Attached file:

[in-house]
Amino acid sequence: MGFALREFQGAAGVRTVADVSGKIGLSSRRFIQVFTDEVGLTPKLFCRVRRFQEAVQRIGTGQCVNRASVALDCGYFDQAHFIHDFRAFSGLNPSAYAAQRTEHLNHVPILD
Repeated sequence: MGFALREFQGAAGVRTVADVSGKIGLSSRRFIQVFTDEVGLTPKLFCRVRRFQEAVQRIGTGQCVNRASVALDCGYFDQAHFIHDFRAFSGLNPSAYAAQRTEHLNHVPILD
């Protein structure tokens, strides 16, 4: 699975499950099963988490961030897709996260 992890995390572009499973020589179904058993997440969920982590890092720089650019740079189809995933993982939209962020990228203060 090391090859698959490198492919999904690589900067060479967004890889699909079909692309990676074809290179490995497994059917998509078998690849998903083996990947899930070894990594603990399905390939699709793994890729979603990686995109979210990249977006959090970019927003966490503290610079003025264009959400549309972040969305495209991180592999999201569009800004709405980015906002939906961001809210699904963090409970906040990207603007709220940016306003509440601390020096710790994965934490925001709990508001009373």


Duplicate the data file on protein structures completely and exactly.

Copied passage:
[in-house]
Amino acid sequence: MGFALREFQGAAGVRTVADVSGKIGLSSRRFIQVFTDEVGLTPKLFCRVRRFQEAVQRIGTGQCVNRASVALDCGYFDQAHFIHDFRAFSGLNPSAYAAQRTEHLNHVPILD
Repeated sequence: MGFALREFQGAAGVRTVADVSGKIGLSSRRFIQVFTDEVGLTPKLFCRVRRFQEAVQRIGTGQCVNRASVALDCGYFDQAHFIHDFRAFSGLNPSAYAAQRTEHLNHVPILD
């Protein structure tokens, strides 16, 4: 699975499950099963988490961030897709996260 992890995390572009499973020589179904058993997440969920982590890092720089650019740079189809995933993982939209962020990228203060 090391090859698959490198492919999904690589900067060479967004890889699909079909692309990676074809290179490995497994059917998509078998690849998903083996990947899930070894990594603990399905390939699709793994890729979603990686995109979210990249977006959090970019927003966490503290610079003025264009959400549309972040969305495209991180592999999201569009800004709405980015906002939906961001809210699904963090409970906040990207603007709220940016306003509440601390020096710790994965934490925001709990508001009373």